This is one of my favorite quotes:

The supreme quality of great men is the power of resting. Anxiety, restlessness, fretting are marks of weakness. (J. R. Seeley, 1868)

Despite the fusty Victorian gendered language, it captures something essential: that people who are really in control of their lives and work don’t look like they’re constantly on the verge of a nervous breakdown.

If you were going into an emergency room, would you want a doctor who screamed at sight of blood, or one who could get a team organized to deal with the problem? In that context, would you confuse emotionalism for competence?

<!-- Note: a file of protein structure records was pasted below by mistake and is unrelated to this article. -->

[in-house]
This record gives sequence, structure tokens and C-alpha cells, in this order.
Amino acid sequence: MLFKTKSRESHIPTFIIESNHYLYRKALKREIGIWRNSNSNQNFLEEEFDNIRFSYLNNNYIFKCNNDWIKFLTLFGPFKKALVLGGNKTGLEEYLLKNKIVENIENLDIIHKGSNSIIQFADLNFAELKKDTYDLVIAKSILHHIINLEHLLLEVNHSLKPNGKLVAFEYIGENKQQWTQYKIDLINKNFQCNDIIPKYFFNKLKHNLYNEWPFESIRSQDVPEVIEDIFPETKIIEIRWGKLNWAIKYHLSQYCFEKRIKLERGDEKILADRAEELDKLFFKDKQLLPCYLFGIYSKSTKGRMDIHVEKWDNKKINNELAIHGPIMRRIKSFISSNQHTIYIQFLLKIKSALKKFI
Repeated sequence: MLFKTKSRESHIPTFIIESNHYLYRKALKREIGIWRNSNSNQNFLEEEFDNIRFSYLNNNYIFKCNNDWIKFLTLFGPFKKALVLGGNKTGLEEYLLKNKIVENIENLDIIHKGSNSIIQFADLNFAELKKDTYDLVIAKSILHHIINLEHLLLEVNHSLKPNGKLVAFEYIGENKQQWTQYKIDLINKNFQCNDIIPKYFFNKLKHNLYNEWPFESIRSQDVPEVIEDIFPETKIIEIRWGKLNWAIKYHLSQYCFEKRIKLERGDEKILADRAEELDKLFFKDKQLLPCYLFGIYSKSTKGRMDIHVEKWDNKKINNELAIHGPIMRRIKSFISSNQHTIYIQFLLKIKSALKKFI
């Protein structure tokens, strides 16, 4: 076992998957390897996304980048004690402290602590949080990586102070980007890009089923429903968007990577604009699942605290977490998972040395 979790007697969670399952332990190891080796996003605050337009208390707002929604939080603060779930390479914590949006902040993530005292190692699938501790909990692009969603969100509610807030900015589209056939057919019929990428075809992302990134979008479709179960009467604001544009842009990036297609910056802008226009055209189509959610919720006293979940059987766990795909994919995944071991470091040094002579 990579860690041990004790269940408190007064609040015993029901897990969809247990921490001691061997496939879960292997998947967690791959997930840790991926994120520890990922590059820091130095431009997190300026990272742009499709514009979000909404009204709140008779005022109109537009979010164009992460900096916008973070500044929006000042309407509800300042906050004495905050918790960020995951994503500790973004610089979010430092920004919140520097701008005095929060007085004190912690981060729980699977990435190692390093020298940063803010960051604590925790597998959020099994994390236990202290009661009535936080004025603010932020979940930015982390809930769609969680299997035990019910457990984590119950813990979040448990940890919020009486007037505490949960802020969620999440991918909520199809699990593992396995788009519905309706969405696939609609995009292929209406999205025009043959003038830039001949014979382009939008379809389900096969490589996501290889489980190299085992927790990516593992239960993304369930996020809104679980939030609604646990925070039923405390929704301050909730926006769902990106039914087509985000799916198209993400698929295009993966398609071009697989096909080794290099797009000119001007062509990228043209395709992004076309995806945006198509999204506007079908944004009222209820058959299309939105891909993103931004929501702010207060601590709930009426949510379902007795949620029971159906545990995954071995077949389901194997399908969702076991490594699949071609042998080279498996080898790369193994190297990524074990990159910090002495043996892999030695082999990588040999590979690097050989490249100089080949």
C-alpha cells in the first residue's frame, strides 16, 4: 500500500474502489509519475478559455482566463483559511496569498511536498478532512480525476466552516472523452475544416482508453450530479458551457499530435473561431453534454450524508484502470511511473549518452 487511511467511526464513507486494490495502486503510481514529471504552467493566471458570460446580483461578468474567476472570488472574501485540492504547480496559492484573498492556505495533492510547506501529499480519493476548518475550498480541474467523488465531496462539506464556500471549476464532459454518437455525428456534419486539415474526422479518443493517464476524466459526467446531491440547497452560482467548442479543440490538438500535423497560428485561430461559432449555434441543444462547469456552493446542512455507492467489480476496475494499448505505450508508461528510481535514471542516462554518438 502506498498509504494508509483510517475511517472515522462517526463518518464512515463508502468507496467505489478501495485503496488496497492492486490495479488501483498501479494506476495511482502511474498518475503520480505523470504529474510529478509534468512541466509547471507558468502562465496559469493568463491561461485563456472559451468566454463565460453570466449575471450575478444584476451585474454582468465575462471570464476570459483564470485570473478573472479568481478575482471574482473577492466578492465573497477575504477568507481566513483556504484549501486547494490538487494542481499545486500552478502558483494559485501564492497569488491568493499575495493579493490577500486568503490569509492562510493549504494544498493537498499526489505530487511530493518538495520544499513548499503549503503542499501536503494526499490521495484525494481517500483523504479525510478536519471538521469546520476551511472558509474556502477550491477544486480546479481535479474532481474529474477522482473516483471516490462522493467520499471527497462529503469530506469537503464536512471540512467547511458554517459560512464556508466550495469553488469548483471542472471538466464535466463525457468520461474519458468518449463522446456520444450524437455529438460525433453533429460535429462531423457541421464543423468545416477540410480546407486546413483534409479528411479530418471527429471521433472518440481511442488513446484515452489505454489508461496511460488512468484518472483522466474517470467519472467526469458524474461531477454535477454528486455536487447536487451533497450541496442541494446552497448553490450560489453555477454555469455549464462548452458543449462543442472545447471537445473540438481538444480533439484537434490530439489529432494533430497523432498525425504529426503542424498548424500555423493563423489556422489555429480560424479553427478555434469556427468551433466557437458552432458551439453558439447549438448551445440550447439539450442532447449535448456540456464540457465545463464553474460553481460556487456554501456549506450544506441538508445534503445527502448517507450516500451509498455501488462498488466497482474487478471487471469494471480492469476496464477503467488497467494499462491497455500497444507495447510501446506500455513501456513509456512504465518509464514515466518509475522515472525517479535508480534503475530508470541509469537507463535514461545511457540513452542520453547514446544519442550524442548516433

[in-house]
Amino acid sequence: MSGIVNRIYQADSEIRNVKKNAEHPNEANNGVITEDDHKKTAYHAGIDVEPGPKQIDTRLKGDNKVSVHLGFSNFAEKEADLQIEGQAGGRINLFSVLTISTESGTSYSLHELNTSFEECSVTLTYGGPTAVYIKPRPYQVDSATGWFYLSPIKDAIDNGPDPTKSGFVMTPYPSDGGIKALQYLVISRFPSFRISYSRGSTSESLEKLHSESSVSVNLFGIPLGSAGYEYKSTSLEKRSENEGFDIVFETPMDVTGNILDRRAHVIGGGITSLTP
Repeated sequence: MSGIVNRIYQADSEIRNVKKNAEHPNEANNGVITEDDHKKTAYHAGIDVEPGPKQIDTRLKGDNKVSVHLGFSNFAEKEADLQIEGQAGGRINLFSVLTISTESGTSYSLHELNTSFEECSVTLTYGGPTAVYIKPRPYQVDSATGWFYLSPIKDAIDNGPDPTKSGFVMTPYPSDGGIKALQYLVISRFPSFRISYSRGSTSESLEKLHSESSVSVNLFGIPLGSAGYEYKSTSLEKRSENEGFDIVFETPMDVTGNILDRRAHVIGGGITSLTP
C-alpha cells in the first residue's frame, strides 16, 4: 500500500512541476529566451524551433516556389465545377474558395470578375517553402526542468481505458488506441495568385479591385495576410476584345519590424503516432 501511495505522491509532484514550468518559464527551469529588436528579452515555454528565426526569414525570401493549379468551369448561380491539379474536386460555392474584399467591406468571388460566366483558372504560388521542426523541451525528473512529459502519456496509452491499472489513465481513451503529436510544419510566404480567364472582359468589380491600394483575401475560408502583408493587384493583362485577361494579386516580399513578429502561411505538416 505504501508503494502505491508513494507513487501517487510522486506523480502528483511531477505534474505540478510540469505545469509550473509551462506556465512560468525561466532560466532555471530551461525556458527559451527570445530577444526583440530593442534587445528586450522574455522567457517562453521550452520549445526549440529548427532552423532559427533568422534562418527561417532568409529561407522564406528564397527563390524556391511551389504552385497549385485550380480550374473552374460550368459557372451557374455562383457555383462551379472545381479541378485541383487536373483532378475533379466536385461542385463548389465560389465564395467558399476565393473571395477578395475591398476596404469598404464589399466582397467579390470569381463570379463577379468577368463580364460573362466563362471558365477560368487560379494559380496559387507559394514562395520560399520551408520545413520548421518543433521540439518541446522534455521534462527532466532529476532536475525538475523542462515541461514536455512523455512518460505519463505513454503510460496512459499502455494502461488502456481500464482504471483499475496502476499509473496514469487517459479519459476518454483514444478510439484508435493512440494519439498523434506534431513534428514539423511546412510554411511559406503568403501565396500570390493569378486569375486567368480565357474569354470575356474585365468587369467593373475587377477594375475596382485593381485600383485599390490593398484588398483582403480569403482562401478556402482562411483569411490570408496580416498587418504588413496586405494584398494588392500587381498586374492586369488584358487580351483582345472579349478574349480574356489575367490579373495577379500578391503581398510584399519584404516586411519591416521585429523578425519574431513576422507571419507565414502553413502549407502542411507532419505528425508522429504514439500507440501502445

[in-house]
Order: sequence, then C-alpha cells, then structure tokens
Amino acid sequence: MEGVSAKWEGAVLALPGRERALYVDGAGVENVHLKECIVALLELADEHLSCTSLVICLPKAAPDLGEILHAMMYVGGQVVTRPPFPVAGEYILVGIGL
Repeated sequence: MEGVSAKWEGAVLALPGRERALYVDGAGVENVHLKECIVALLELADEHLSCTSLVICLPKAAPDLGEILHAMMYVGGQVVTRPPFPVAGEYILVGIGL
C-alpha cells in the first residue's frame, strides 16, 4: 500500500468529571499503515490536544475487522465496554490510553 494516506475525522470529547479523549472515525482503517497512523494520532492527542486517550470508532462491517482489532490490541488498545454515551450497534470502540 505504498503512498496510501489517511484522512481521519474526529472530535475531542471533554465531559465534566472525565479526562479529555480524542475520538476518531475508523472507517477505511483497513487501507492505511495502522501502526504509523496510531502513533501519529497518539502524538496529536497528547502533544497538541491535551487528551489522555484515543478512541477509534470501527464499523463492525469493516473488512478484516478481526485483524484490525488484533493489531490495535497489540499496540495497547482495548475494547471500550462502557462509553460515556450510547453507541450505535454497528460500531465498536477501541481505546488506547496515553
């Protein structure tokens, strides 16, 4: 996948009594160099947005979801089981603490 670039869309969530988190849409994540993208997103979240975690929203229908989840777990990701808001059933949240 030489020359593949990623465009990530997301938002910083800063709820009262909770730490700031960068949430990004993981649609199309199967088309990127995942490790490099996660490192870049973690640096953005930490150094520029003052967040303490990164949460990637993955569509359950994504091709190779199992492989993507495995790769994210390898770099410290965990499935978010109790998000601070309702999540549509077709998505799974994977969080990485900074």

Obviously not.

Yet we make that mistake all the time in other kinds of workplaces. We assume that people who are anxious, restless, or fretting are the ones who are really engaged. That passion is something that should be publicly performed, not a source of energy that drives good work.